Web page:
Frailty

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frailty

“Frailty” is a disturbing and deeply flawed movie that, despite its faults, I cannot stop thinking about. It gets by on the power of its ideas, rather than on their often-weak execution.

Those ideas, though, are enough to keep you creeped out for a month.

“Frailty” begins in the Dallas FBI office, where a man identifying himself as Fenton Meiks (Matthew McConaughey) tells Agent Wesley Doyle (Powers Boothe) that he knows the identity of a serial killer responsible for six murders: It is his brother, Adam (Levi Kreis).

Fenton tells Doyle the story, which we see in flashback. When Fenton and Adam were young, their father (Bill Paxton, who also directed) claimed to have visions from God instructing him to find certain “demons” — who look like regular people to you and me — and “destroy” them — which looks like killing them with an ax to you and me. God gave him a list of names, and Dad began his righteous work. He involved his sons in every aspect of it, encouraging them to have the necessary faith to see the same visions he had.

Young Fenton (Matt O’Leary) believes his father is insane, but lacks the gumption to turn him in. Aside from the killing, he’s a good father, and who’s to say God ISN’T speaking to him? Young Adam (Jeremy Sumpter), meanwhile, is wide-eyed and faithful, and is only disappointed at not being privy to the same sort of manifestations as his father. Now, it would seem, he is continuing Dad’s life’s work.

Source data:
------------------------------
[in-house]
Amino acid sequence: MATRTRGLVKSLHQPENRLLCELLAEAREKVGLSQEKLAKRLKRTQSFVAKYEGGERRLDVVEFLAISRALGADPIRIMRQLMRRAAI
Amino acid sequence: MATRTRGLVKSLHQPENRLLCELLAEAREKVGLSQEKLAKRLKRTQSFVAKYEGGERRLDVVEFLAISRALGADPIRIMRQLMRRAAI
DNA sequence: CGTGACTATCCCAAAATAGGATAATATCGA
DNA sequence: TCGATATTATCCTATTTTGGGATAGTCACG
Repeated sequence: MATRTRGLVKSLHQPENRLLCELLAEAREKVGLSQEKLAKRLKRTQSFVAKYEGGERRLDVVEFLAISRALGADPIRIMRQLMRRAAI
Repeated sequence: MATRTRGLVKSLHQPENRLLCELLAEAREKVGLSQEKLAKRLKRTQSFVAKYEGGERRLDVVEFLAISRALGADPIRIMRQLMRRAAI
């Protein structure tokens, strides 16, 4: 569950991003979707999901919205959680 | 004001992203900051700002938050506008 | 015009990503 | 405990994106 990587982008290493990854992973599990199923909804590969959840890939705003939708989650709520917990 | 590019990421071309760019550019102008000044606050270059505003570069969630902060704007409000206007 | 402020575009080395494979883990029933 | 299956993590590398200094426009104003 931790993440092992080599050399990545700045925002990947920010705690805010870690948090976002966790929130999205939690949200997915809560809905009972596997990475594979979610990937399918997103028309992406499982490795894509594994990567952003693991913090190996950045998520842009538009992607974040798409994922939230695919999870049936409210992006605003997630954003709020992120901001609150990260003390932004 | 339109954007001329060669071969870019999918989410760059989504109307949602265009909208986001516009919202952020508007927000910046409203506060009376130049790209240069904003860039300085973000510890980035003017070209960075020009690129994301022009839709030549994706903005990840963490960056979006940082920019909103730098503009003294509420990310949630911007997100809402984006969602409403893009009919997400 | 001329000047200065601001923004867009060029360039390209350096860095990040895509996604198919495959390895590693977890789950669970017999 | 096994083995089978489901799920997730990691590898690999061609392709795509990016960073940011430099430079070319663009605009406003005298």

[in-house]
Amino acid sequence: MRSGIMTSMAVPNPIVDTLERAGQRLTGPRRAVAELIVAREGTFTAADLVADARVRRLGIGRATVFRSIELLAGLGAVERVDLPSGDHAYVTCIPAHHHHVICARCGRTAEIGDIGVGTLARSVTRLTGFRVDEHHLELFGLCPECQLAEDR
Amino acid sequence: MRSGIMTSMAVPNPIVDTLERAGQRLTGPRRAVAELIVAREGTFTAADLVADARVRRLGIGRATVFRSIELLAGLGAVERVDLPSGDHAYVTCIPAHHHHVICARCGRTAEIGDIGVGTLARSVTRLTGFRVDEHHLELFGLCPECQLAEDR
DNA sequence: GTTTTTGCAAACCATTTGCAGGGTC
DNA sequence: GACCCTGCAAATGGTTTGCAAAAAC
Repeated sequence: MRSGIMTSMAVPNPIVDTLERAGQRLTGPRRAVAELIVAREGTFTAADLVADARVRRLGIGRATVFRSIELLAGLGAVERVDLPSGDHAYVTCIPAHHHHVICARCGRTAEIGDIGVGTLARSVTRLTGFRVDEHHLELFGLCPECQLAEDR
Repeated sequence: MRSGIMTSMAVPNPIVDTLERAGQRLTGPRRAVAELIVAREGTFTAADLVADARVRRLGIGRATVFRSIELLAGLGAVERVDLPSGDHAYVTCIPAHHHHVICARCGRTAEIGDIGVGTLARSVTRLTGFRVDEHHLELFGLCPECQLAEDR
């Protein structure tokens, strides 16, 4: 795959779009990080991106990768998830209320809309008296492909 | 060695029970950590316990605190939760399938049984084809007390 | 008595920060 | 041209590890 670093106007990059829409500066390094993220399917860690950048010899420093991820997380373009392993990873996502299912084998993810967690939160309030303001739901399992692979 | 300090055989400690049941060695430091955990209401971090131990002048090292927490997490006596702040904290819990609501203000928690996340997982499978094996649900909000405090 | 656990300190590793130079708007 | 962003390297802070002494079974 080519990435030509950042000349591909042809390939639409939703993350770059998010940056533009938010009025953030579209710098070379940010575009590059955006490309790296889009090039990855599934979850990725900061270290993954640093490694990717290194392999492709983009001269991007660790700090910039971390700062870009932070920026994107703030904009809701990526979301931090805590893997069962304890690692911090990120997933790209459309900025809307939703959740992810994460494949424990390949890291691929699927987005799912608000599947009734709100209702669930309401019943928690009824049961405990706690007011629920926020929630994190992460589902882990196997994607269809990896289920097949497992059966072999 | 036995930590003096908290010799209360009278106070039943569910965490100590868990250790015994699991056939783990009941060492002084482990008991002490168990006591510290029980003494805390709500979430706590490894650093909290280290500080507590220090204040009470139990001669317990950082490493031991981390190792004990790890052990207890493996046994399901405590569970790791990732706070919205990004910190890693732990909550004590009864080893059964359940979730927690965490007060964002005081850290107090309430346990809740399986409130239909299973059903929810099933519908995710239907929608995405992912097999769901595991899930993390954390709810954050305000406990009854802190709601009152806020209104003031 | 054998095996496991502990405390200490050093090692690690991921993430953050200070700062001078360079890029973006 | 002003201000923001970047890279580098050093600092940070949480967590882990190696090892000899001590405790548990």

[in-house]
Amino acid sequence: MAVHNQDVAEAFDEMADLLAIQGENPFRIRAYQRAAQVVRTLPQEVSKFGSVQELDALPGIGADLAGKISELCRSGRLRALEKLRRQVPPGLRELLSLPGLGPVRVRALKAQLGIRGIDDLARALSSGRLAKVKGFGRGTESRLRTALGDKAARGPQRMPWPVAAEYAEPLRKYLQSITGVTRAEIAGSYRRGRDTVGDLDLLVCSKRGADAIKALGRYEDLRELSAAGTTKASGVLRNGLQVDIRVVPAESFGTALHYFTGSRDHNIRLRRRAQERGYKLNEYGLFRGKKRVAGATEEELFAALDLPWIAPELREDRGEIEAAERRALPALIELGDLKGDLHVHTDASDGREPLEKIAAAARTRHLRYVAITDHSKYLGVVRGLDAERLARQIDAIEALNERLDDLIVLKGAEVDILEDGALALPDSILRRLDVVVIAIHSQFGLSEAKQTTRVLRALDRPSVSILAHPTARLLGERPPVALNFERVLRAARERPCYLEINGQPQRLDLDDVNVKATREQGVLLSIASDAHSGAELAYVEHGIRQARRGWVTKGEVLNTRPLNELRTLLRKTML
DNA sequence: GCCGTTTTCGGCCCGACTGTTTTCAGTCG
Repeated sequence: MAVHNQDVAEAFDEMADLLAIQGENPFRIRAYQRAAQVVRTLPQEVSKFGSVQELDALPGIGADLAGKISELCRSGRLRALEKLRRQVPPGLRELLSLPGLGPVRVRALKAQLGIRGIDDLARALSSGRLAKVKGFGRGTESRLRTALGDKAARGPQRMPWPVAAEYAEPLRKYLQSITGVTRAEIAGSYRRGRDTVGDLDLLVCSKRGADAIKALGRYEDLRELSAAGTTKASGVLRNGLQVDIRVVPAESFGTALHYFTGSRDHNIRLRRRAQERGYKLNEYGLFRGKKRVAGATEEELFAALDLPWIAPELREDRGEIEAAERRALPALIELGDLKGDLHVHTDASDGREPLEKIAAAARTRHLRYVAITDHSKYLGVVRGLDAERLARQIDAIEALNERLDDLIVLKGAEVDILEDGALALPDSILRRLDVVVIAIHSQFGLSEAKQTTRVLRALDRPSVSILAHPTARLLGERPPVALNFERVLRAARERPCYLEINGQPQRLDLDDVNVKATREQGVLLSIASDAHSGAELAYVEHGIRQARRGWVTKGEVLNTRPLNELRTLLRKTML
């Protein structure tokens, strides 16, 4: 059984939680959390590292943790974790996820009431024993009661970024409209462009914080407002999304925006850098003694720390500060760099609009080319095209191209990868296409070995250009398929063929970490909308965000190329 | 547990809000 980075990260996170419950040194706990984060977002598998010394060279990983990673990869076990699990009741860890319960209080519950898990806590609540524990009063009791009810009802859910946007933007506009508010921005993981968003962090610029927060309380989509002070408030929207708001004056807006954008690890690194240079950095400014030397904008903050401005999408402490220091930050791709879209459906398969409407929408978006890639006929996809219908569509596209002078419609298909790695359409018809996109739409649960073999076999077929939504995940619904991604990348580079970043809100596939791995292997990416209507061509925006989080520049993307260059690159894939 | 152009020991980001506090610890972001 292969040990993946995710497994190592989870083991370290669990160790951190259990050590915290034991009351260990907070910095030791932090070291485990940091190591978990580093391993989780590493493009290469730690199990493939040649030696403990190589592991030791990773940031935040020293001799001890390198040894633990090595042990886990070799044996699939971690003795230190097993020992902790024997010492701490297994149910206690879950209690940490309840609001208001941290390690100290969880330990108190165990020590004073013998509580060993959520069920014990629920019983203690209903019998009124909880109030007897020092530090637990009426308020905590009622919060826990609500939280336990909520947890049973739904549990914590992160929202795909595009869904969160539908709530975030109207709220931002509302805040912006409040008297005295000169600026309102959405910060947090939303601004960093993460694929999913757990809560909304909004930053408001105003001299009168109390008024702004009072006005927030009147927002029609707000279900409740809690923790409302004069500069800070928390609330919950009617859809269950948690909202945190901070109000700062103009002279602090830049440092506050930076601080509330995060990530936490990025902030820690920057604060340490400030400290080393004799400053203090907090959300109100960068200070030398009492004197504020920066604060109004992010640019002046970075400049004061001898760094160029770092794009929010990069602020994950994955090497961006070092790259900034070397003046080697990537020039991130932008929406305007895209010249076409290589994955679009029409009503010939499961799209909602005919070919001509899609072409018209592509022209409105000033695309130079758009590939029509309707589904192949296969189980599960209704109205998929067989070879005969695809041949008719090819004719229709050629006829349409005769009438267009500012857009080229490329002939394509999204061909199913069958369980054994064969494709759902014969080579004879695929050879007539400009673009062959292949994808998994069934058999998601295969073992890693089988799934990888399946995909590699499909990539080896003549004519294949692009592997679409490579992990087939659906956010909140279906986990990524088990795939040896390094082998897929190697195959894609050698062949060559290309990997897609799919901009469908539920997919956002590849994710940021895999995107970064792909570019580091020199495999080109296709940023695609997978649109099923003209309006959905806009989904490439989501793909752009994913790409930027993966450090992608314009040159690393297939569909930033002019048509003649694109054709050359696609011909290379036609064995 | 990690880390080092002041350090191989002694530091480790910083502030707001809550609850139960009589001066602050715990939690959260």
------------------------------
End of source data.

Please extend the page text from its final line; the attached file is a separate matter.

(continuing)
Hearing it described, or even reading some of the script, you could mistake this for a dark comedy. The ideas are that extreme. But it is deathly serious work, and it’s an impressive directorial debut for the actor Bill Paxton. The atmosphere is creepy and horrific, and the idea of children being witness to such dreadful murders will stick with you long after the film is over.

But what does it add up to? Religious fervor can cause people to do unbelievable things, yes, but that idea is not developed beyond the summary I just gave you. The script, by first-time writer Brent Hanley, stumbles in the final act — in real life, cops always call for back-up — and the twists become easy to predict. One of those turns is an outright cheat, as we learn a character has lied only to mess with OUR minds, and not the mind of the person he lied to. Movie characters shouldn’t do things for the audience’s benefit; they should do them because they are appropriate for the fictional situation they are in.

Mr. Meiks says that when he touches the demons, he can see their sins. This concept was just used in 2000’s “Unbreakable,” which I’m hesitant to complain about — except that “Frailty” uses a surprise twist that is almost identical to the one in that film. (It was more believable in “Unbreakable,” by the way; in “Frailty,” it is awkwardy set up and badly realized.)

So there are problems with the movie … and yet, here I am, continuing to think deeply about it. Its method of storytelling is so straightforward, so awash with campfire-story eeriness, that it comes across as far less outrageous than it should. You believe what’s going on, even as you’re shaking your head in disbelief that a movie is actually daring enough to suggest such a thing. It may take a second viewing to fully appreciate the not-just-a-horror-flick subtleties of it — but who really wants another run-through of kids learning how to murder at their father’s knee?

B (; R, a few profanities, some strong violence, many unsettling ideas.)